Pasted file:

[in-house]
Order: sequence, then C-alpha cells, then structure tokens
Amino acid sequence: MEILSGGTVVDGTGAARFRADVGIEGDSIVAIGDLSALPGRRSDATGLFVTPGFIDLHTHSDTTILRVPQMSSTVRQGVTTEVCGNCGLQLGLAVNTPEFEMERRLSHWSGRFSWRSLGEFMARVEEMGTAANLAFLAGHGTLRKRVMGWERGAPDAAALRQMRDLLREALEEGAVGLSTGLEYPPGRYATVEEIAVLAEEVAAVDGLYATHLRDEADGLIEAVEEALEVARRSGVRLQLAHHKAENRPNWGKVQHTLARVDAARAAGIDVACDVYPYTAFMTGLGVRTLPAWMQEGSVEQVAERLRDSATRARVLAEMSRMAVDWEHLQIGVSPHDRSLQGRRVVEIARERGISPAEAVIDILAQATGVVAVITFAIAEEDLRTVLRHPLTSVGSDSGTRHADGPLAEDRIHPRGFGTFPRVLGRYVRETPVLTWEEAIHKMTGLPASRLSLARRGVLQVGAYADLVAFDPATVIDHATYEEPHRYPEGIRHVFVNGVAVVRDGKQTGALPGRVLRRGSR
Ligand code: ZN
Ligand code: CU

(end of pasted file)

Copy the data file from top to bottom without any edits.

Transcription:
[in-house]
Order: sequence, then C-alpha cells, then structure tokens
Amino acid sequence: MEILSGGTVVDGTGAARFRADVGIEGDSIVAIGDLSALPGRRSDATGLFVTPGFIDLHTHSDTTILRVPQMSSTVRQGVTTEVCGNCGLQLGLAVNTPEFEMERRLSHWSGRFSWRSLGEFMARVEEMGTAANLAFLAGHGTLRKRVMGWERGAPDAAALRQMRDLLREALEEGAVGLSTGLEYPPGRYATVEEIAVLAEEVAAVDGLYATHLRDEADGLIEAVEEALEVARRSGVRLQLAHHKAENRPNWGKVQHTLARVDAARAAGIDVACDVYPYTAFMTGLGVRTLPAWMQEGSVEQVAERLRDSATRARVLAEMSRMAVDWEHLQIGVSPHDRSLQGRRVVEIARERGISPAEAVIDILAQATGVVAVITFAIAEEDLRTVLRHPLTSVGSDSGTRHADGPLAEDRIHPRGFGTFPRVLGRYVRETPVLTWEEAIHKMTGLPASRLSLARRGVLQVGAYADLVAFDPATVIDHATYEEPHRYPEGIRHVFVNGVAVVRDGKQTGALPGRVLRRGSR
Ligand code: ZN
Ligand code: CU